Place the leftovers in a receptacle (pach shevi'it or shemitah bin), until no longer edible to humans. If the food is cooked, after two days it can be discarded in the regular garbage bin. If raw, wait a week until adding it to the regular garbage. It is important to be careful when adding new leftovers to the pach shevi'it: if Tuesday's scraps touch Monday's scraps, it will accelerate the new scraps' rate of spoilage. For this reason, either (1) place each day's leftovers in a separate bag or (2) separate each day's scraps with newspaper or paper. It is best to prepare a wide, shallow bin and place each day's scraps side by side and not on top of one another.

Liquid leftovers (soup and the like) can be left uncovered outside of the refrigerator for the duration of the night. By morning, it no longer has kedushah and can be poured into the sink.

In cases where it is impossible to save scraps until they rot (such as in public kitchens), we can be lenient: double wrap or bag leftovers in plastic and discard them in the regular garbage can.

It is a good idea to position your pach shevi'it in a prominent place in the kitchen raise the awareness of each family member and help them internalize the merit of eating kedushat shevi'it produce.

We also recommend making a list each week of the fruits and vegetables in the house that have kedushat shevi'it and hang it in a prominent place (best on the refrigerator).

It is best to avoid using kedushat shevi'it wine or grape juice for havdalah if your custom is to fill the cup until it overflows (and you do not drink that wine/juice).

Using leftovers

Feeding pets and animals

Leftovers of kedushat shevi'it produce that are still edible to humans should not be directly fed to pets or animals. However, it is permissible to place the food at some distance from the animal; the animal can approach the food and eat it on its own accord. However, fruit and vegetable peels and scraps that are not usually eaten by humans can be fed to pets.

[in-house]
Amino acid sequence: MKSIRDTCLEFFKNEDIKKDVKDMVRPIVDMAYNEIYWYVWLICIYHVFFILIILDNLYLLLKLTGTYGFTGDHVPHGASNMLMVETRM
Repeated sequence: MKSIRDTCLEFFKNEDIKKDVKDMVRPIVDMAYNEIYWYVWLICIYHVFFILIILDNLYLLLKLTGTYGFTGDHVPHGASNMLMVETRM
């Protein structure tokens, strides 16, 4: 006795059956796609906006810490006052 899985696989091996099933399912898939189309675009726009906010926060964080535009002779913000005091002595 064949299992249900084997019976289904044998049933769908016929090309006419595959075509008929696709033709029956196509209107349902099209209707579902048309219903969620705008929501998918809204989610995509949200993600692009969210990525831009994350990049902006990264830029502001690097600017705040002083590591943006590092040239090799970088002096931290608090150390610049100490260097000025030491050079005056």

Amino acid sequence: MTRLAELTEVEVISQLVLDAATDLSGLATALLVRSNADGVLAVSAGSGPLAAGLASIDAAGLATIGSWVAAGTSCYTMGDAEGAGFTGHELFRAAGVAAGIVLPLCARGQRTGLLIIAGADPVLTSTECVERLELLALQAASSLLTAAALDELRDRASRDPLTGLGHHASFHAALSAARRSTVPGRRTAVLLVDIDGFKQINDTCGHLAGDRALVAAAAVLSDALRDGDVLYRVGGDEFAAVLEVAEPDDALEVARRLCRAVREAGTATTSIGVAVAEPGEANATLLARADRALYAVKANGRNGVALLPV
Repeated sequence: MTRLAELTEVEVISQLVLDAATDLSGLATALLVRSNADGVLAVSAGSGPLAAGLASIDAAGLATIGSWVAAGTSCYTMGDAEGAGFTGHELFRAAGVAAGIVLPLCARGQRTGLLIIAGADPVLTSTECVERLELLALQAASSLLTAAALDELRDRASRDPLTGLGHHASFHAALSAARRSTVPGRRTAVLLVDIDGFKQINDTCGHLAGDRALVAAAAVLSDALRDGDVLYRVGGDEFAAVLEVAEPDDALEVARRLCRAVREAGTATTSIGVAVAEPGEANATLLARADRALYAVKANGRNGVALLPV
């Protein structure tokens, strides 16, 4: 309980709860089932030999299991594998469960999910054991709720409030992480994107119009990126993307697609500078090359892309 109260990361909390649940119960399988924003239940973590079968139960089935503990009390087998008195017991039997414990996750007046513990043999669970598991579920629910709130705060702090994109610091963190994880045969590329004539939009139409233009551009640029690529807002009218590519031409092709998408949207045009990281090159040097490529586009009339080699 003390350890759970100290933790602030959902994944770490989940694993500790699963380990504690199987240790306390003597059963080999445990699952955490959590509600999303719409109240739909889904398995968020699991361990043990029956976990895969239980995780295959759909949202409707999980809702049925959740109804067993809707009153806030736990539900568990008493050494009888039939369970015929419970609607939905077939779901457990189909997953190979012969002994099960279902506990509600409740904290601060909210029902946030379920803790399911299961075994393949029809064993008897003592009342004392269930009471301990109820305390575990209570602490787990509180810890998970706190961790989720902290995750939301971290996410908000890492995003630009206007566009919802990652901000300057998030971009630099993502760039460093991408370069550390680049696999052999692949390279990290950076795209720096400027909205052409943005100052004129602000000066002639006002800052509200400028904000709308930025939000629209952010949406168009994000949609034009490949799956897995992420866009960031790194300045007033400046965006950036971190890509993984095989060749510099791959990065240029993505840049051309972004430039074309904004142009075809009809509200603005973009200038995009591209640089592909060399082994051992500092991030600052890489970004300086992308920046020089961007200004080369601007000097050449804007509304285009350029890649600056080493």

If you have a composter, you can place the shemitah scraps inside as long as you separate the new scraps from the old scraps that began to rot with paper or wood/grass clippings. A week after adding the newest scraps, you may mix the compost. Do not use this compost to fertilize your garden during the shemitah year.

Taking outside of Israel

Shemitah produce should be eaten in Israel. If flying abroad, avoid taking food with kedushat shevi'it.


Shemitah fruits are for eating and not for preserving for the following years, so when the produce from the field ran out there is an obligation to observe in them the commandment of eradication (hefker). In practice, for most private consumers this obligation applies only to food products that last for a long time: wine, oil, jams, and the like.

When the time comes for the bi'ur - one should take out of his house the fruit left in his possession, bring three people and leave the fruit in front of them, and say: "Our brothers of the House of Israel: everyone who needs to take can come and take." He may then take back the fruit.

If one can't take the fruit out of his house, he may bring three people to his house and make the hefker in front of them.

To know the times of bi'ur, tables are attached indicating when the bi'ur time for each of the species. The table includes as well the times when kedushat shevi'it is relevant for each type of produce. For annual plants, we added the dates that sefichin applies.